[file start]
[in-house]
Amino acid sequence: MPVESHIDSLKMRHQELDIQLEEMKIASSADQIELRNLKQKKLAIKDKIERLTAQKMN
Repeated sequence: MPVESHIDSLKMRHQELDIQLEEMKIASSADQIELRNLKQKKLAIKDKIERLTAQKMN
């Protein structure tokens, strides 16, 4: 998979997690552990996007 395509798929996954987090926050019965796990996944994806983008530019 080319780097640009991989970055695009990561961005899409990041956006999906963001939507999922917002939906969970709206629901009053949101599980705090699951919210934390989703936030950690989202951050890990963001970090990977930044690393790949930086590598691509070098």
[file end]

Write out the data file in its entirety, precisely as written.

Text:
[in-house]
Amino acid sequence: MPVESHIDSLKMRHQELDIQLEEMKIASSADQIELRNLKQKKLAIKDKIERLTAQKMN
Repeated sequence: MPVESHIDSLKMRHQELDIQLEEMKIASSADQIELRNLKQKKLAIKDKIERLTAQKMN
């Protein structure tokens, strides 16, 4: 998979997690552990996007 395509798929996954987090926050019965796990996944994806983008530019 080319780097640009991989970055695009990561961005899409990041956006999906963001939507999922917002939906969970709206629901009053949101599980705090699951919210934390989703936030950690989202951050890990963001970090990977930044690393790949930086590598691509070098």